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Big Ten basketball: Fixing the conference’s NCAA Tournament woes

Here’s how we can get the conference back on top.



Michigan State basketball
© Kirthmon F. Dozier / USA TODAY NETWORK

Big Ten basketball hasn’t seen a ton of NCAA Tournament success in recent years, but here’s how to fix that.

It was another disappointing season for Big Ten basketball in the NCAA tournament. As we prepare to watch the Final Four this weekend, we’ll do so without any Big Ten representation. Over the past three seasons, the Big Ten has received 26 bids – the most of any conference. The league has only managed to put three teams into the Sweet 16, with zero Final Four appearances.

Michigan State was the last national champion to come from the Big Ten – 23 years ago.

Many have criticized the style of play in the conference and pegged that as the reason for so many early exits. Many teams play through a dominant center and consistently lose to smaller, faster, more athletic teams in March. Others have argued that the single-elimination tournament produces somewhat random results. While that may be true to an extent, 26 teams and three second-weekend appearances feels like a significant trend.

I’m here to argue that the league is getting out of the NCAA tournament exactly what they are putting into it.

There’s a famous saying among chefs in the kitchen. Crap into the oven equals crap coming out of the oven. The Big Ten gets praised each year for being the deepest conference from top to bottom. A lot of this praise comes from teams near the bottom of the league regularly beating teams at the top. There are two ways to look at that. You could determine that, yes, it represents tremendous depth. You could also look at it and conclude that nobody is very good. It’s hard to argue with the latter over the past three seasons.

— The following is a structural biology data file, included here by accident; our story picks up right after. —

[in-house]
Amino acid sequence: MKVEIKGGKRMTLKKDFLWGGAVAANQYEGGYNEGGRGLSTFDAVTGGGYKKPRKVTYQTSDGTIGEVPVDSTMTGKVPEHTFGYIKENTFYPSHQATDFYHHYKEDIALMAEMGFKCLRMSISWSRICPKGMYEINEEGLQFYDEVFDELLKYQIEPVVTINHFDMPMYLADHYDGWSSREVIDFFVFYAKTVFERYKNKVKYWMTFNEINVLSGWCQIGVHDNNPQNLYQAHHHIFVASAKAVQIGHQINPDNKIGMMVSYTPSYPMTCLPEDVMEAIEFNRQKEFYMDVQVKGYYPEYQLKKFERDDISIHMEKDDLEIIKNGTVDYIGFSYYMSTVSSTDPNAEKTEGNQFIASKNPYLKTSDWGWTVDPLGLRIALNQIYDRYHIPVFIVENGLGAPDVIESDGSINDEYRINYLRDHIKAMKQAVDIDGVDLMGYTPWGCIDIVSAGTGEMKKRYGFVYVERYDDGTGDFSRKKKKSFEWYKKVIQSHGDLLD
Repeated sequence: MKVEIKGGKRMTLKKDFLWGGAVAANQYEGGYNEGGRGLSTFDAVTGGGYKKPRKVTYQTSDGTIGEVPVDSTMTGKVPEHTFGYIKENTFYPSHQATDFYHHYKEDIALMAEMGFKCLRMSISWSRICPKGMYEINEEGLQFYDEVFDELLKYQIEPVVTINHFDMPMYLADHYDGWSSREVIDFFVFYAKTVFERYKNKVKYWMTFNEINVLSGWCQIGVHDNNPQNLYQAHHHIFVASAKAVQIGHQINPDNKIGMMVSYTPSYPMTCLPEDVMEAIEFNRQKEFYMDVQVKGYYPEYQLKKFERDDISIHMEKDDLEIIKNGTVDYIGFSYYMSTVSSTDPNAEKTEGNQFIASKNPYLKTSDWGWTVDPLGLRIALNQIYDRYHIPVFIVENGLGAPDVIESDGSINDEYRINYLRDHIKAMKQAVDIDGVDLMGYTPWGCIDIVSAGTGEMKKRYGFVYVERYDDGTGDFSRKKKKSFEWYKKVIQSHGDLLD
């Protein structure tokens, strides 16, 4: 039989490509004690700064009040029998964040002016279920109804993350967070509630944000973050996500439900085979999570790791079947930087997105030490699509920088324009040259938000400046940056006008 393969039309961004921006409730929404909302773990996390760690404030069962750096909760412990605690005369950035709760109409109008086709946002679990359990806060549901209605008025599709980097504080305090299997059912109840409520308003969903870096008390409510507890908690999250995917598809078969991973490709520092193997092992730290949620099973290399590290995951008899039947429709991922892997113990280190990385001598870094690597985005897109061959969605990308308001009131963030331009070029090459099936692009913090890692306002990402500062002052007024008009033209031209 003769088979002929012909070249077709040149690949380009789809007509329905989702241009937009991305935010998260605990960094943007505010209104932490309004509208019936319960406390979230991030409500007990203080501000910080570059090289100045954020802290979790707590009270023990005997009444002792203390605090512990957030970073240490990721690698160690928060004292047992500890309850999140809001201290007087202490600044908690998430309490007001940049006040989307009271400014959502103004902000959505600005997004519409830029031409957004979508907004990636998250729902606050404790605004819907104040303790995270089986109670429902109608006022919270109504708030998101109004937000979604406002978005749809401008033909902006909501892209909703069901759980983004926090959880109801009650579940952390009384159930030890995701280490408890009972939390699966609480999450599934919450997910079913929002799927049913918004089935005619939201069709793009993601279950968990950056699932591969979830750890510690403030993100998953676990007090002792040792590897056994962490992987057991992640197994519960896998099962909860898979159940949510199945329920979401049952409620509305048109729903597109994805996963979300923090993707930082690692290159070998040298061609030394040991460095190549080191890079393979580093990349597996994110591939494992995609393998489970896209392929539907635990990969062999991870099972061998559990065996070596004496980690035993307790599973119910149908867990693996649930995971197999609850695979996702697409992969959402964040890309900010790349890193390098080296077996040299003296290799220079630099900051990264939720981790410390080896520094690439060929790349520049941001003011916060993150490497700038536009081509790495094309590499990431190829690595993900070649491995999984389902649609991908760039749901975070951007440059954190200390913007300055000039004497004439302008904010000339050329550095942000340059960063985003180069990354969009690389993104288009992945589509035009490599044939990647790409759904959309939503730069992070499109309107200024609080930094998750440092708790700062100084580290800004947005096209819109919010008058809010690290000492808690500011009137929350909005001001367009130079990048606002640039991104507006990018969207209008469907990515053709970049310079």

The Big Ten is getting exactly what they want out of the regular season. It’s a grueling, intense, and competitive race with good turnover from year to year. The conference consistently has the best attendance and fan engagement, creating very difficult environments for road teams. But I believe the current scheduling model is sacrificing a competitive regular season for a disappointing postseason. I believe the conference is setting these teams up to fail come March.

How can it be fixed? The reality is that none of these recommendations will give the Big Ten three out of four Final Four teams for the next five years in a row. Better players, better coaches, and yes, luck, are all vital when it comes to tournament success. But I do think there are some small tweaks the league can – and should – explore to help their teams prepare for March.

1. Conference schedule overhaul

The current scheduling model should get an overhaul once USC and UCLA join the league, and it is much needed. The 20-game schedule with a 14-team league feels too long and completely random. Outside of a couple of protected rivalries, there doesn’t seem to be much (if any) rhyme or reason for who teams play once versus the teams they play twice. This has an enormous impact on the conference title race and in turn – the likelihood of creating “paper tigers” that have inflated records due to weak schedules.

Going back through the past five regular season champions, here are the conference-only strength of schedule metrics per Kenpom.

  • 2023 Purdue (14th)
  • 2022 Illinois (5th) & Wisconsin (10th)
  • 2021 Michigan State (13th)
  • 2020 Michigan (12th), Maryland (8th), Wisconsin (9th)
  • 2019 Michigan State (13th) & Purdue (12th)

It should be noted that teams at the top will always have lower strength of schedule ratings because they can’t play themselves. But as you can see, there appears to be a strong correlation between winning the league and playing the worst teams in the league twice. To me, this sort of scheduling creates way too much variance when it comes to determining a champion and putting teams in the NCAA tournament.

Adding two more teams should give the conference a chance to hit the reset button. While the 2020 season was nasty to navigate, it also showed that games can be canceled and rescheduled on the fly. The league should embrace some sort of on-the-fly scheduling after each team has played once.

Perhaps there could be four different four-team pods determined by record, where each team plays one team from the three other pods to round out an 18-game schedule. Maybe the league gets sliced in half, and teams play the other seven teams in their half of the conference twice, with four crossover games based on record after 14 games. Whatever the conference decides, there needs to be some reasoning behind it to create some semblance of balance.

2. Back-to-back travel games

This proposal might be my favorite because I think it’s the most realistic.